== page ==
• Current eating behaviour and persistence of the problem
  • Interest in food and eating
  • Sensory issues
  • Fear/aversion related to eating behaviour
  • Nutritional adequacy of intake/ consequences
  • Oral supplement or tube feed dependency
  • Social and emotional functioning
  • Personal circumstances and context
  • Whether primary eating disorders and weight/shape concerns are a factor
  • Presence of other medical or psychological disorder
  • Asking the person about what motivates their food avoidance
  • History of an exclusion diet, such as diary-free, gluten-free
  • Overlap with disorders of gut-brain interaction (DGBI), such as functional dyspepsia (chronic indigestion)
  • Co-occurring psychosis.

Undertaking a comprehensive developmental history of feeding and eating and possible mechanical oral motor problems can help clinicians to understand what may be happening for the person. Research has suggested a potential link between the development of ARFID and children being born pre-term, birth-related complications, and invasive procedures postnatally.

A diagnosis of ARFID is not given if the nutritional problems are better explained by a lack of available food or a cultural practice/tradition, such as religious fasting, or if the person has substantial and profound dissatisfaction with body shape or weight (such as in anorexia nervosa, or bulimia nervosa, or if the clinical problem is better accounted for by an existing medical condition or another mental disorder.

As with all eating disorders, there is no know one size fits all treatment. Please see the Bodywhys Treatment Guide for information on treatment pathways.

Sourcing a dietitian with knowledge of sensory issues around food and with knowledge of ARFID may be helpful. Paediatric psychology/psychotherapy the for child and family, alongside a paediatric occupational therapist (OT) and a developmental paediatrician and speech and language therapy (SLT), are also options to consider. Most people can receive treatment on an outpatient basis.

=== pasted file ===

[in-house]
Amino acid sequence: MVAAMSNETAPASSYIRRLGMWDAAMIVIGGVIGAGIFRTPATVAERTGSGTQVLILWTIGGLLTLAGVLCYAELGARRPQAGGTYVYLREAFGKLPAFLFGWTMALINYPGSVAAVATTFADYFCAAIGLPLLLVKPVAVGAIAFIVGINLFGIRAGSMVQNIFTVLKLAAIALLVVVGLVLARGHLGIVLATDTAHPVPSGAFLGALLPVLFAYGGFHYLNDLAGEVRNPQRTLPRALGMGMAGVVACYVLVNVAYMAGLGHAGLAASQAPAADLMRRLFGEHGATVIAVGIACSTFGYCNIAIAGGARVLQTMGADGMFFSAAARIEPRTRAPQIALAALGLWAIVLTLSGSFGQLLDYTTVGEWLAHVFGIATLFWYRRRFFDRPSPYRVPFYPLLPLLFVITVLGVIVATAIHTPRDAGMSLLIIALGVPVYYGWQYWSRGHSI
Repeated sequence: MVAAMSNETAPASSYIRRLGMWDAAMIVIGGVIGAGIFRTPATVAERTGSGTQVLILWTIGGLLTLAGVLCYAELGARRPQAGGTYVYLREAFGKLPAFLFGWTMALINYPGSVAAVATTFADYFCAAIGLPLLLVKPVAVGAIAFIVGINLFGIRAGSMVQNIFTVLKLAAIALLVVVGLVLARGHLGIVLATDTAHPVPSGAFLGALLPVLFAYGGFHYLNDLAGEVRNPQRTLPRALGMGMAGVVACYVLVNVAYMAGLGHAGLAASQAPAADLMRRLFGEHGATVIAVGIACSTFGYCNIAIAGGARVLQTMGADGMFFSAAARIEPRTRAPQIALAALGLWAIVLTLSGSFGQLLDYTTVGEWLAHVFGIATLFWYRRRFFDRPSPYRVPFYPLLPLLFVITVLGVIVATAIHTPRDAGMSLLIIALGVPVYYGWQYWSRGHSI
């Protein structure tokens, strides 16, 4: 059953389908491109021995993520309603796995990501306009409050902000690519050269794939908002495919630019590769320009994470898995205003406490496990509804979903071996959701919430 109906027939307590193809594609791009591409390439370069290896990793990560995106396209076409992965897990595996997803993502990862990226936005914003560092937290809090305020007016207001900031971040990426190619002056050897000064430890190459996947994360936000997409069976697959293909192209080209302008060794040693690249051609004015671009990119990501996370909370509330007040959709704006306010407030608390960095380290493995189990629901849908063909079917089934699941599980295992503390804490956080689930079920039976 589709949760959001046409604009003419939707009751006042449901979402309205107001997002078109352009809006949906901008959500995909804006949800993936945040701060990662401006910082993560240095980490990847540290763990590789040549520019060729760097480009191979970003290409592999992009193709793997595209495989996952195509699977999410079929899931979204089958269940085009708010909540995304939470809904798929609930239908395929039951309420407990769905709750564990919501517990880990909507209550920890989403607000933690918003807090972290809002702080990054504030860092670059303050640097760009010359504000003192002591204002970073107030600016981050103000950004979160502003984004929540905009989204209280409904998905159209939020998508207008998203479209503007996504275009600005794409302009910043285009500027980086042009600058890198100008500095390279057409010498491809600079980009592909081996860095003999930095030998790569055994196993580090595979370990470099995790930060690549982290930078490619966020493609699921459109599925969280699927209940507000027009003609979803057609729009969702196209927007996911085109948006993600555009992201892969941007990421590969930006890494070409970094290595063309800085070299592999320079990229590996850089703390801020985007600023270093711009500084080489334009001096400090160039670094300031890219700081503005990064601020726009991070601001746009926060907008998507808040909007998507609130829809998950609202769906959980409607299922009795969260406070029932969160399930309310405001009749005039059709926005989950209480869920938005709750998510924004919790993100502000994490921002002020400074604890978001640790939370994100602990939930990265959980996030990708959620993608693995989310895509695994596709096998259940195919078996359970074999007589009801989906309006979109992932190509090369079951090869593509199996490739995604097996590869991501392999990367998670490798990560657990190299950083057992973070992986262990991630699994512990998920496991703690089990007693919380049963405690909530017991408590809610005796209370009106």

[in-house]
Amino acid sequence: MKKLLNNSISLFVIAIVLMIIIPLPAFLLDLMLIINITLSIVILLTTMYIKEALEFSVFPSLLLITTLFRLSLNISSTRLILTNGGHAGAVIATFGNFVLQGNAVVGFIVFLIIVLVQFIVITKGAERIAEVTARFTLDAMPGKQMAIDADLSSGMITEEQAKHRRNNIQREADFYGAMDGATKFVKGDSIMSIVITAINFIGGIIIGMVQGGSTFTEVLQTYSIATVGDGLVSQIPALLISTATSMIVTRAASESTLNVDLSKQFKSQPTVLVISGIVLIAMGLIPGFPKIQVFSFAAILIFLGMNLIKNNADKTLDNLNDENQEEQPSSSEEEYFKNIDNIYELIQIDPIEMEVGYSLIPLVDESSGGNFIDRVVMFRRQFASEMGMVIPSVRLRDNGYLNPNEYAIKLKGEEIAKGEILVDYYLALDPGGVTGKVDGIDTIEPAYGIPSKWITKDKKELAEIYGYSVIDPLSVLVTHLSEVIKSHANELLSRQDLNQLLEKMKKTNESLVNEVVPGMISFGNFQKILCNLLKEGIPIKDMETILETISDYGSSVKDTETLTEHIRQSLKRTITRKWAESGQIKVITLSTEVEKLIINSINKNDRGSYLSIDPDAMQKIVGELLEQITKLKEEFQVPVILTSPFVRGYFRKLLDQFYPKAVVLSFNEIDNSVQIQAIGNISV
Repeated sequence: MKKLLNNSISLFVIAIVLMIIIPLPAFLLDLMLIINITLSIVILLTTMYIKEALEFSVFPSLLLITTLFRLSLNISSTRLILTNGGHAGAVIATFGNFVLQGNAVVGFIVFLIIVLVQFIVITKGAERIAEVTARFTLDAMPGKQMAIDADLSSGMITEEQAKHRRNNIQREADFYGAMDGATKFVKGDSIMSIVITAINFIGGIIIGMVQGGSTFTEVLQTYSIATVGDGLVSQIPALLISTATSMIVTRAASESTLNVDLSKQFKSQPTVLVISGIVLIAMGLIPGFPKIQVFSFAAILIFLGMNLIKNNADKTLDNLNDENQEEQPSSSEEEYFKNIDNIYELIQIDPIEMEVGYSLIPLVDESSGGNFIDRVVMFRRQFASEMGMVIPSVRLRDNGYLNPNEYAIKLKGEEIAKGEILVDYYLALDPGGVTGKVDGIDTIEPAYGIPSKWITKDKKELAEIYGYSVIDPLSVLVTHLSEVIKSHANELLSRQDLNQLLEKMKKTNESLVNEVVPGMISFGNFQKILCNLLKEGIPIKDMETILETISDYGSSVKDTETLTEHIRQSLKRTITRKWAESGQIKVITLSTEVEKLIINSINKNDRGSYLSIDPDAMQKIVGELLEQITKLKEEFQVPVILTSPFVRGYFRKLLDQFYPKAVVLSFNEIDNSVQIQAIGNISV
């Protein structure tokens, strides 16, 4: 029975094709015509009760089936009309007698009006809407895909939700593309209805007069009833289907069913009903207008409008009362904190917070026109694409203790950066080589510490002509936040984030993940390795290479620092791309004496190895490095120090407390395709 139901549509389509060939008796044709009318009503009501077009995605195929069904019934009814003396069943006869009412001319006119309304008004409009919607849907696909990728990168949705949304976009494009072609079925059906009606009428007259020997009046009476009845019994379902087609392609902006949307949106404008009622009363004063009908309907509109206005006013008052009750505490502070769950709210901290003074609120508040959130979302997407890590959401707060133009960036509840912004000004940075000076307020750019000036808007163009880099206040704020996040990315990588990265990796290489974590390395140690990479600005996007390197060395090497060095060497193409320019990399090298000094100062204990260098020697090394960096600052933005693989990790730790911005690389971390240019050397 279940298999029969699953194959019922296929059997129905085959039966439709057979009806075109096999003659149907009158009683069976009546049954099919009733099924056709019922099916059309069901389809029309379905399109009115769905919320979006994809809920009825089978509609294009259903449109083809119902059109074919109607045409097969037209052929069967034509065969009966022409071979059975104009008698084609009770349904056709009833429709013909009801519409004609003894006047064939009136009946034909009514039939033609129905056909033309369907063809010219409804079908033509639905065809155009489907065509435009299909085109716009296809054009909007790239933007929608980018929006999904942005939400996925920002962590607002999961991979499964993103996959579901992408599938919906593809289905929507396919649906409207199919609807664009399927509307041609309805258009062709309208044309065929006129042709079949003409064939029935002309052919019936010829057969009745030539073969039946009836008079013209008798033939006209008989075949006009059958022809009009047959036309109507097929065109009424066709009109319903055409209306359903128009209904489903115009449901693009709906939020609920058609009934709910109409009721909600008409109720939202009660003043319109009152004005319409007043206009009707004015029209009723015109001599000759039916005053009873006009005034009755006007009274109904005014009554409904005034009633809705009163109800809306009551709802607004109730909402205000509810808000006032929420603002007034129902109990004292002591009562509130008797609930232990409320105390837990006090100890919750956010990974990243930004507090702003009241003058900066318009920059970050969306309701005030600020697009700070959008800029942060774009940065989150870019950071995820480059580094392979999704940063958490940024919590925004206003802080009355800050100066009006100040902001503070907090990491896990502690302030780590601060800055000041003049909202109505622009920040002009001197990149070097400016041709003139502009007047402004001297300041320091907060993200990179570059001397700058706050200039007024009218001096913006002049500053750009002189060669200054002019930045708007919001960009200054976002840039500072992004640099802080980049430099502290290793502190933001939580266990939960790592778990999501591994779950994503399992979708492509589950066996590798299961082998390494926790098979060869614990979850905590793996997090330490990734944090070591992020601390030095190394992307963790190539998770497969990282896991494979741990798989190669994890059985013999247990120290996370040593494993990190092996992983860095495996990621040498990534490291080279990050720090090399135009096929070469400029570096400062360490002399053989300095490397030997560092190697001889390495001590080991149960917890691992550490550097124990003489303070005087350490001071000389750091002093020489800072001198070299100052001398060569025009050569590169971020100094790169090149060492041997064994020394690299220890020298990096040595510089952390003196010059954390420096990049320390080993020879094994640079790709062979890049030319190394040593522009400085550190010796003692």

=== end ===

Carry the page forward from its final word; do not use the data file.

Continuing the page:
• Learning how to cope with anxiety linked to eating or past traumatic food-related incidents
  • Addressing psycho-social impairment
  • Addressing nutritional imbalance, malnutrition
  • Expanding the range of foods consumed, without threats or force-feeding
  • Acceptance-based interoceptive/exteroceptive exposure treatment, to understand bodily sensations and needs
  • Building confidence outside of hospital, for both families and the person
  • Targeting the factors which maintain and drive the eating difficulty through psychological intervention, with support from medical, dietetic and other interventions tailored to address areas of impact and risk specific to the person
  • Individualised interventions that consider a person’s developmental stage and treatment planning, including addressing co-occurring issues
  • Food chaining strategies, such as with a dietitian
  • Increasing general self-regulation skills
  • Creating a positive emotional context surrounding food and eating with others.

A multidisciplinary and multi-modal assessment and treatment approach may be helpful. There is a need for integrated referral and care pathways, across a network of professionals and services.

Research studies have highlighted:

  • Cognitive Behavioural Therapy for ARFID (CBT-AR) – developed at Massachusetts General Hospital
  • Family-Based Therapy (FBT) – modified for ARFID
  • Parent-Facilitated Behavioural Treatment (PBT-ARFID)
  • Supportive Parenting for Anxious Childhood Emotions adapted for avoidant/restrictive food intake disorder (SPACE-ARFID)
  • Psychoeducational and Motivational Treatment (PMT)
  • Dialectical Behaviour Therapy (DBT) frameworks
Currently, little is known about effective treatments and interventions and the course of illness for individuals who develop ARFID. There is a lack of systematic data on the dietary characteristics of the disorder. Other unknown factors include ARFID’s impact on pregnancy, how transgender and non-binary people are affected and whether or not ARFID presents as a risk factor for later-onset eating disorders. There is not enough research to determine the extent to which ‘picky eating’ may play a role in the experiences of children or adults with ARFID. Whether gastrointestinal issues and esophageal diseases are a risk factor or coincide with ARFID is not yet clear.

ARFID – Bodywhys Webinar